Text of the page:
The 7 Best Vanguard ETFs To Buy for 2023 for Low-Fee Indexing

Vanguard provides some of the most popular, lowest cost ETFs out there. Here we’ll look at the best Vanguard ETFs for 2023.

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In a hurry? Here’s the list:

  1. VOO – Vanguard S&P 500 ETF
  2. VTI – Vanguard Total Stock Market ETF
  3. VXUS – Vanguard Total International Stock ETF
  4. VT – Vanguard Total World Stock ETF
  5. BND – Vanguard Total Bond Market ETF
  6. BNDX – Vanguard Total International Bond ETF
  7. BNDW – Vanguard Total World Bond ETF

Introduction – Vanguard ETFs

Vanguard is a shareholder-owned asset management firm that was founded in 1975 by Jack Bogle. The firm boasts over $7 billion in assets.

Vanguard is committed to low-fee investing and providing value to clients. The company is best known for its low-cost index ETFs and mutual funds, which are some of the most popular investment products available, making Vanguard the go-to provider for individual investors, financial advisors, and institutions.

Below are some of the best Vanguard ETFs for 2023 for the low-fee index investor.

VOO – Vanguard S&P 500 ETF

VOO is Vanguard’s ETF to track the famous S&P 500 Index, comprised of the 500 largest profitable publicly traded companies in the United States. The S&P 500 index is a proxy for what we call “the market.”

This ETF gets you well-diversified across US large-cap stocks. These are household names like Johnson & Johnson, Microsoft, and Coca-Cola.

VOO has an expense ratio of 0.03%.

VTI – Vanguard Total Stock Market ETF

VTI goes a bit further than VOO and adds in smaller companies that we refer to as small-caps and mid-caps. At market cap weights, these smaller companies comprise a little less than 20% of the entire investable US stock market. That is, roughly 80% of VTI is VOO.

In that sense, we’d say VTI is more diversified with about 3,500 stocks via the CRSP US Total Market Index. VTI is a major component in many lazy portfolios.

VTI has a fee of 0.03%.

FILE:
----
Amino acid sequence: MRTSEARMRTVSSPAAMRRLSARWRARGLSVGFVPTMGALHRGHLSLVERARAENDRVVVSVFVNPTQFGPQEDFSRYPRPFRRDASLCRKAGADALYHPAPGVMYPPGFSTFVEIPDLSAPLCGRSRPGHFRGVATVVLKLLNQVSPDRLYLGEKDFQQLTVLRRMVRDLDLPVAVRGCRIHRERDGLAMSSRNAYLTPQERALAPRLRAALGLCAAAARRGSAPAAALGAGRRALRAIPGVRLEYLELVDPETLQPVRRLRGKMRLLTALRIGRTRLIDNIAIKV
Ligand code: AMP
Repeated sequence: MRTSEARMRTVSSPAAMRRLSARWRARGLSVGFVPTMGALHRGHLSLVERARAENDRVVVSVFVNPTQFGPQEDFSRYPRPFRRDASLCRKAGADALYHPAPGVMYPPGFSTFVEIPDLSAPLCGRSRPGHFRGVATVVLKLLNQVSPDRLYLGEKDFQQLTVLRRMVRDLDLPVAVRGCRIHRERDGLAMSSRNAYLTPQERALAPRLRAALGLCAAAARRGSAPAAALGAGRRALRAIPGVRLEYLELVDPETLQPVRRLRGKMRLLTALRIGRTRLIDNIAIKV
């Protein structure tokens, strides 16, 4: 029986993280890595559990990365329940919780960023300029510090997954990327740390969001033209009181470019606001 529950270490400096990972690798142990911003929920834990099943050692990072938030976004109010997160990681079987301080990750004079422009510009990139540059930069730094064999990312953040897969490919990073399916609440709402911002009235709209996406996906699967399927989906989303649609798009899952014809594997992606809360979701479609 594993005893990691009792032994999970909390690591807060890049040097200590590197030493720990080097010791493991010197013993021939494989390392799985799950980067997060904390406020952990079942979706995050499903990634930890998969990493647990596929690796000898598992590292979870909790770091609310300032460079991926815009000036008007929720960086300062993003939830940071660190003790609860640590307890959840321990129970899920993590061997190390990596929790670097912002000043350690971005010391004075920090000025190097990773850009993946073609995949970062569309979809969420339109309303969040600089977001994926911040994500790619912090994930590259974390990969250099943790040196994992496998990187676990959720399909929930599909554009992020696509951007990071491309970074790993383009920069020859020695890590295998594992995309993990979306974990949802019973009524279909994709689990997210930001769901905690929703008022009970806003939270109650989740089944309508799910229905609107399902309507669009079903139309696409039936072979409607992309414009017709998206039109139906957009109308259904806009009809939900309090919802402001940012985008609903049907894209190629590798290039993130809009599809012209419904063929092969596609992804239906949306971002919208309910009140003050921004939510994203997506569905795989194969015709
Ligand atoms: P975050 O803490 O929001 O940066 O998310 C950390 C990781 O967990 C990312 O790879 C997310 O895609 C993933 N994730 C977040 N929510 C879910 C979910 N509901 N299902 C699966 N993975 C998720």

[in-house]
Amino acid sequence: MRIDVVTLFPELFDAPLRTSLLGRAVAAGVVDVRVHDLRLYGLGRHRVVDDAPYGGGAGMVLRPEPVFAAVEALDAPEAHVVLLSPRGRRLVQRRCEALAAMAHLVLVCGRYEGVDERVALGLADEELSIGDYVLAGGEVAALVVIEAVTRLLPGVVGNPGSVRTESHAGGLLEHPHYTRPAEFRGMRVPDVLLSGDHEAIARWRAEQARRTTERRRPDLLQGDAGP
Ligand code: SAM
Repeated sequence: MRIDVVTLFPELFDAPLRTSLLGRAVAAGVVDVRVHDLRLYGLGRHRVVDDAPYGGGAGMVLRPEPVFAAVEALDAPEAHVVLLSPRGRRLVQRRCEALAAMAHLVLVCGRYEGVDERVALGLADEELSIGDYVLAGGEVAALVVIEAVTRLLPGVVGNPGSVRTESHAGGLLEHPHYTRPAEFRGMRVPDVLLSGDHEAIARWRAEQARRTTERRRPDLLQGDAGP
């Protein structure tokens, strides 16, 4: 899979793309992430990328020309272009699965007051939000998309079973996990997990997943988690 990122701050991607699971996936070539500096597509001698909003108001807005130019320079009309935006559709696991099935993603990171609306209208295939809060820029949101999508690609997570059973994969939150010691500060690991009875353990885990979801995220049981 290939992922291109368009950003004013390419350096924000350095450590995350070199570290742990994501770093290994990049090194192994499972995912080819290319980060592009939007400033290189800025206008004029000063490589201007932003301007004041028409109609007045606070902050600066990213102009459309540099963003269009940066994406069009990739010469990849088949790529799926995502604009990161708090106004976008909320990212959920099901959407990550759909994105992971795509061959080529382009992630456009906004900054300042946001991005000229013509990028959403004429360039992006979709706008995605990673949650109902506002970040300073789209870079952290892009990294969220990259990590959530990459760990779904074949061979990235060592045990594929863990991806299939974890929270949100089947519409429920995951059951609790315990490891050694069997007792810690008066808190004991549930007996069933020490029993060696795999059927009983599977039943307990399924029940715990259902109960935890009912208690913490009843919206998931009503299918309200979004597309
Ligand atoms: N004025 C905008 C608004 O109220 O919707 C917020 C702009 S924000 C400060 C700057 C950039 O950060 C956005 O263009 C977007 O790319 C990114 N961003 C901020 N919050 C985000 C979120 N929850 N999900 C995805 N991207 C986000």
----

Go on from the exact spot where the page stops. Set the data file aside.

VXUS – Vanguard Total International Stock ETF

VOO and VTI only cover US stocks, and the US is one single country out of nearly 200 in the world. VXUS provides exposure to global stocks outside the United States, which we call the total international stock market.

Doing so enhances the portfolio’s diversification, meaning a lower risk profile. This ETF gives you exposure to companies like Nestle, Samsung, and Toyota.

VXUS seeks to track the FTSE Global All Cap ex US Index and has nearly 8,000 holdings and has an expense ratio of 0.07%.

VT – Vanguard Total World Stock ETF

We can go one step further and simply combine the previous two funds to capture the entire global stock market via Vanguard’s Total World Stock ETF, which gets you fully diversified globally in stocks in one fell swoop. You can brag to your friends that you own over 9,000 stocks in your portfolio.

VT seeks to track the FTSE Global All Cap Index and has a fee of 0.07%.

BND – Vanguard Total Bond Market ETF

Keep in mind that stocks are only one asset class. Bonds, also called fixed income, are typically the first diversifier of choice to diversify across asset types.

BND allows investors to capture the total US bond market, including both government bonds and corporate bonds. Alongside VTI and VXUS, BND rounds out the popular Boglehead’s 3 Fund Portfolio.

BND seeks to track the Bloomberg US Aggregate Float Adjusted Index and has an expense ratio of 0.03%.

BNDX – Vanguard Total International Bond ETF

Vanguard also has a total international bond market fund, which is BNDX.

BNDX seeks to track the Bloomberg Global Aggregate ex-USD Float Adjusted RIC Capped Index and has an expense ratio of 0.07%.

BNDW – Vanguard Total World Bond ETF

Finally, just like we did earlier with stocks, for the investor who wants to simplify and use a single fund for a global scope, BNDW is the total world bond market.

BNDW seeks to track the Bloomberg Global Aggregate Float Adjusted Composite Index and has an expense ratio of 0.06%.

Where to Buy These Vanguard ETFs

You don’t need an account at Vanguard to buy their products. Conveniently, all these Vanguard ETFs should be available at any major broker.

My choice is M1 Finance. It has zero transaction fees and offers fractional shares, dynamic rebalancing, and a modern, user-friendly interface and mobile app. I wrote a comprehensive review of M1 Finance here.

Canadians can find the above ETFs on Questrade or Interactive Brokers. Investors outside North America can use eToro or possibly Interactive Brokers.


Disclosures: I am long VOO in my own portfolio.

Interested in more Lazy Portfolios? See the full list here.

Disclaimer: While I love diving into investing-related data and playing around with backtests, I am in no way a certified expert. I have no formal financial education. I am not a financial advisor, portfolio manager, or accountant. This is not financial advice, investing advice, or tax advice. The information on this website is for informational and recreational purposes only. Investment products discussed (ETFs, mutual funds, etc.) are for illustrative purposes only. It is not a recommendation to buy, sell, or otherwise transact in any of the products mentioned. Do your own due diligence. Past performance does not guarantee future returns. Read my longer disclaimer here.

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